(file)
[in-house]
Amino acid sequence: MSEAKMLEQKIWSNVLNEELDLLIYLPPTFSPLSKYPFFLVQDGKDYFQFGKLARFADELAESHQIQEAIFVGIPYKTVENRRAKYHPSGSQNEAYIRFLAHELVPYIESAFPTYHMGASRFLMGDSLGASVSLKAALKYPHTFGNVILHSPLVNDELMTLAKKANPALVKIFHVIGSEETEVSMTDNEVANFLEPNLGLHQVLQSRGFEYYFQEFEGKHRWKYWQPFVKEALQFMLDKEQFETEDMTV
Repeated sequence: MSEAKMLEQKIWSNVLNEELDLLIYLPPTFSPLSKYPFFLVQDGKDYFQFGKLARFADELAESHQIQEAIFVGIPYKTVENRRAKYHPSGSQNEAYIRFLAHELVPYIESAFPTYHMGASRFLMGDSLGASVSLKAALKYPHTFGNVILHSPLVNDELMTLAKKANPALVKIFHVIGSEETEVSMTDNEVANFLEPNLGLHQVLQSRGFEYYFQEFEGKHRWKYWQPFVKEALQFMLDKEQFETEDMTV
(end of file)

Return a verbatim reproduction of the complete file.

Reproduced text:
[in-house]
Amino acid sequence: MSEAKMLEQKIWSNVLNEELDLLIYLPPTFSPLSKYPFFLVQDGKDYFQFGKLARFADELAESHQIQEAIFVGIPYKTVENRRAKYHPSGSQNEAYIRFLAHELVPYIESAFPTYHMGASRFLMGDSLGASVSLKAALKYPHTFGNVILHSPLVNDELMTLAKKANPALVKIFHVIGSEETEVSMTDNEVANFLEPNLGLHQVLQSRGFEYYFQEFEGKHRWKYWQPFVKEALQFMLDKEQFETEDMTV
Repeated sequence: MSEAKMLEQKIWSNVLNEELDLLIYLPPTFSPLSKYPFFLVQDGKDYFQFGKLARFADELAESHQIQEAIFVGIPYKTVENRRAKYHPSGSQNEAYIRFLAHELVPYIESAFPTYHMGASRFLMGDSLGASVSLKAALKYPHTFGNVILHSPLVNDELMTLAKKANPALVKIFHVIGSEETEVSMTDNEVANFLEPNLGLHQVLQSRGFEYYFQEFEGKHRWKYWQPFVKEALQFMLDKEQFETEDMTV